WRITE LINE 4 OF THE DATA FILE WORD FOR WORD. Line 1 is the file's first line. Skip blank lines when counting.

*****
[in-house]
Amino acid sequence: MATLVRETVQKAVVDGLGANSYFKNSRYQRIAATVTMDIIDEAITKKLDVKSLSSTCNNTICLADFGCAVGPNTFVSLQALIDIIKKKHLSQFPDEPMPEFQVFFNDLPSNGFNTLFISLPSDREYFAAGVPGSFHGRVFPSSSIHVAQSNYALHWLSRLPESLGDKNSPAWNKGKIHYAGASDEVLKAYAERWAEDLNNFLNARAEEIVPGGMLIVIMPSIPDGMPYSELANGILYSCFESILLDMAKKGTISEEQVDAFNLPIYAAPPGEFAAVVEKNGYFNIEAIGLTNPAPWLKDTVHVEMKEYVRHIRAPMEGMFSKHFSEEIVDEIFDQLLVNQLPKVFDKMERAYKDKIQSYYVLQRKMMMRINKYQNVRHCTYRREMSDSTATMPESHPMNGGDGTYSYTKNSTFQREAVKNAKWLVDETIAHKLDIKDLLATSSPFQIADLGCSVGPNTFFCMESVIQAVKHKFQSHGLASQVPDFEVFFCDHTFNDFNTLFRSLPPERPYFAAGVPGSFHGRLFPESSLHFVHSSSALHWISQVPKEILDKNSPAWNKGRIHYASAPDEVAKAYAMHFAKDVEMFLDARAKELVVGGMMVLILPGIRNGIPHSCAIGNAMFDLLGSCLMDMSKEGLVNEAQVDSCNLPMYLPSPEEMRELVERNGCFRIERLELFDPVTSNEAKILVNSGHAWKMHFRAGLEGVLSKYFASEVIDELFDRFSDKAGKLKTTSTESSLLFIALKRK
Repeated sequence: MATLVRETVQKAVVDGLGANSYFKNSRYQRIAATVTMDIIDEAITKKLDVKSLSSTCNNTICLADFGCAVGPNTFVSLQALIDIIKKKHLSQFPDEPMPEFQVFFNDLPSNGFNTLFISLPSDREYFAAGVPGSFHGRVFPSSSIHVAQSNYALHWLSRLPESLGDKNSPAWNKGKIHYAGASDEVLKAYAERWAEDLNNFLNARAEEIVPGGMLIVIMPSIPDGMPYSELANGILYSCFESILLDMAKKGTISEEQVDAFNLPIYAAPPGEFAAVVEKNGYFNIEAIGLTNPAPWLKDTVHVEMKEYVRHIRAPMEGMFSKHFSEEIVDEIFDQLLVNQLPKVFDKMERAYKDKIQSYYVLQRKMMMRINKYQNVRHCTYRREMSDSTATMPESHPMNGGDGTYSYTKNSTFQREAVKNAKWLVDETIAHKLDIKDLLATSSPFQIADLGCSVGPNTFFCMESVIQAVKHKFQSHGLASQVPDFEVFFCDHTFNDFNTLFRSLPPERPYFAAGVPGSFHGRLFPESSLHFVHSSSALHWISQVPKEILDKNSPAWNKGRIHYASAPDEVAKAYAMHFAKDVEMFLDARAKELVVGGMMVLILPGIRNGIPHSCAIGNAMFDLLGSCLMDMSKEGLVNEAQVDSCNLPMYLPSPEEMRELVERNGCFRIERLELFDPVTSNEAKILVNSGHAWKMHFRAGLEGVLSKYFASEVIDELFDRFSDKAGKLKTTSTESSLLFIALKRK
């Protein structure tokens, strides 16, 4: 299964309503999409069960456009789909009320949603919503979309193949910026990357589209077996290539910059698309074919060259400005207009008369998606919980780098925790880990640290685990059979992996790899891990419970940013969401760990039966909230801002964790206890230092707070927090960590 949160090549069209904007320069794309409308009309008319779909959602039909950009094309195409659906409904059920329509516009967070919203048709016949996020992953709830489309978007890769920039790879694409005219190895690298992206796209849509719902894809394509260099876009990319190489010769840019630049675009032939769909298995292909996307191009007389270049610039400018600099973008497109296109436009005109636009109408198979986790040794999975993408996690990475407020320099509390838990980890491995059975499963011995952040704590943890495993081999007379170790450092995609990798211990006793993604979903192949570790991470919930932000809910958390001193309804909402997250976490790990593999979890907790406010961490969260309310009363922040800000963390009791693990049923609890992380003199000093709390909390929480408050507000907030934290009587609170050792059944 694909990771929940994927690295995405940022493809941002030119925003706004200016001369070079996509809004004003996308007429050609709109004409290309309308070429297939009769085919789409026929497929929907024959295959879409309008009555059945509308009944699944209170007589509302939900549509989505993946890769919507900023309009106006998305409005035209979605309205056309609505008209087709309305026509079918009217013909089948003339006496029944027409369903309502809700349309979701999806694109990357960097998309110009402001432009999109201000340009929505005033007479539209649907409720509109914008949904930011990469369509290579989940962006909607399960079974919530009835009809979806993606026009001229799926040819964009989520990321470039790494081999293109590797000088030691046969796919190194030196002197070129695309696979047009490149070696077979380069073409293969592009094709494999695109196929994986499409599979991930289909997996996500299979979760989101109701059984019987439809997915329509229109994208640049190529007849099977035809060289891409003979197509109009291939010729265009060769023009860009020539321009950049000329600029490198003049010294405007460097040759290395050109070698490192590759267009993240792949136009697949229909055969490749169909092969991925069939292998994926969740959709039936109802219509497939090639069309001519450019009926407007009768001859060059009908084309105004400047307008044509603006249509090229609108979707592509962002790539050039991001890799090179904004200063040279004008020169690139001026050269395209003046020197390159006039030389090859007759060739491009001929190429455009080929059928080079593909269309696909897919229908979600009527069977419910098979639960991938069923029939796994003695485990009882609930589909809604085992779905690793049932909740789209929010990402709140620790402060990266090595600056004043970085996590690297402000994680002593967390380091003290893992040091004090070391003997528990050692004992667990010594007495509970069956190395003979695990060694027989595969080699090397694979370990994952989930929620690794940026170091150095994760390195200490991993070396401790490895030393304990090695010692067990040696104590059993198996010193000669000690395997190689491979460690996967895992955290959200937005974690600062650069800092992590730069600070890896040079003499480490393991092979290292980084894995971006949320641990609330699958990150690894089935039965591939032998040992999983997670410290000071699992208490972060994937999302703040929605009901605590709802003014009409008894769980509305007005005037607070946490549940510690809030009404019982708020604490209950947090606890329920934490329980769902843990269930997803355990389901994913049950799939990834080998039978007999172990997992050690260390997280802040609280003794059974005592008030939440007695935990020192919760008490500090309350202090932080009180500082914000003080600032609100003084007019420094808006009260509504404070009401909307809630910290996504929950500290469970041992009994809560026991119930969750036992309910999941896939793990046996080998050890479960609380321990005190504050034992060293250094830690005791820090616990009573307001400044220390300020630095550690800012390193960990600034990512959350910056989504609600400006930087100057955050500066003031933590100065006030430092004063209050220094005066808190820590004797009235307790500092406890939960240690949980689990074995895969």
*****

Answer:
């Protein structure tokens, strides 16, 4: 299964309503999409069960456009789909009320949603919503979309193949910026990357589209077996290539910059698309074919060259400005207009008369998606919980780098925790880990640290685990059979992996790899891990419970940013969401760990039966909230801002964790206890230092707070927090960590 949160090549069209904007320069794309409308009309008319779909959602039909950009094309195409659906409904059920329509516009967070919203048709016949996020992953709830489309978007890769920039790879694409005219190895690298992206796209849509719902894809394509260099876009990319190489010769840019630049675009032939769909298995292909996307191009007389270049610039400018600099973008497109296109436009005109636009109408198979986790040794999975993408996690990475407020320099509390838990980890491995059975499963011995952040704590943890495993081999007379170790450092995609990798211990006793993604979903192949570790991470919930932000809910958390001193309804909402997250976490790990593999979890907790406010961490969260309310009363922040800000963390009791693990049923609890992380003199000093709390909390929480408050507000907030934290009587609170050792059944 694909990771929940994927690295995405940022493809941002030119925003706004200016001369070079996509809004004003996308007429050609709109004409290309309308070429297939009769085919789409026929497929929907024959295959879409309008009555059945509308009944699944209170007589509302939900549509989505993946890769919507900023309009106006998305409005035209979605309205056309609505008209087709309305026509079918009217013909089948003339006496029944027409369903309502809700349309979701999806694109990357960097998309110009402001432009999109201000340009929505005033007479539209649907409720509109914008949904930011990469369509290579989940962006909607399960079974919530009835009809979806993606026009001229799926040819964009989520990321470039790494081999293109590797000088030691046969796919190194030196002197070129695309696979047009490149070696077979380069073409293969592009094709494999695109196929994986499409599979991930289909997996996500299979979760989101109701059984019987439809997915329509229109994208640049190529007849099977035809060289891409003979197509109009291939010729265009060769023009860009020539321009950049000329600029490198003049010294405007460097040759290395050109070698490192590759267009993240792949136009697949229909055969490749169909092969991925069939292998994926969740959709039936109802219509497939090639069309001519450019009926407007009768001859060059009908084309105004400047307008044509603006249509090229609108979707592509962002790539050039991001890799090179904004200063040279004008020169690139001026050269395209003046020197390159006039030389090859007759060739491009001929190429455009080929059928080079593909269309696909897919229908979600009527069977419910098979639960991938069923029939796994003695485990009882609930589909809604085992779905690793049932909740789209929010990402709140620790402060990266090595600056004043970085996590690297402000994680002593967390380091003290893992040091004090070391003997528990050692004992667990010594007495509970069956190395003979695990060694027989595969080699090397694979370990994952989930929620690794940026170091150095994760390195200490991993070396401790490895030393304990090695010692067990040696104590059993198996010193000669000690395997190689491979460690996967895992955290959200937005974690600062650069800092992590730069600070890896040079003499480490393991092979290292980084894995971006949320641990609330699958990150690894089935039965591939032998040992999983997670410290000071699992208490972060994937999302703040929605009901605590709802003014009409008894769980509305007005005037607070946490549940510690809030009404019982708020604490209950947090606890329920934490329980769902843990269930997803355990389901994913049950799939990834080998039978007999172990997992050690260390997280802040609280003794059974005592008030939440007695935990020192919760008490500090309350202090932080009180500082914000003080600032609100003084007019420094808006009260509504404070009401909307809630910290996504929950500290469970041992009994809560026991119930969750036992309910999941896939793990046996080998050890479960609380321990005190504050034992060293250094830690005791820090616990009573307001400044220390300020630095550690800012390193960990600034990512959350910056989504609600400006930087100057955050500066003031933590100065006030430092004063209050220094005066808190820590004797009235307790500092406890939960240690949980689990074995895969």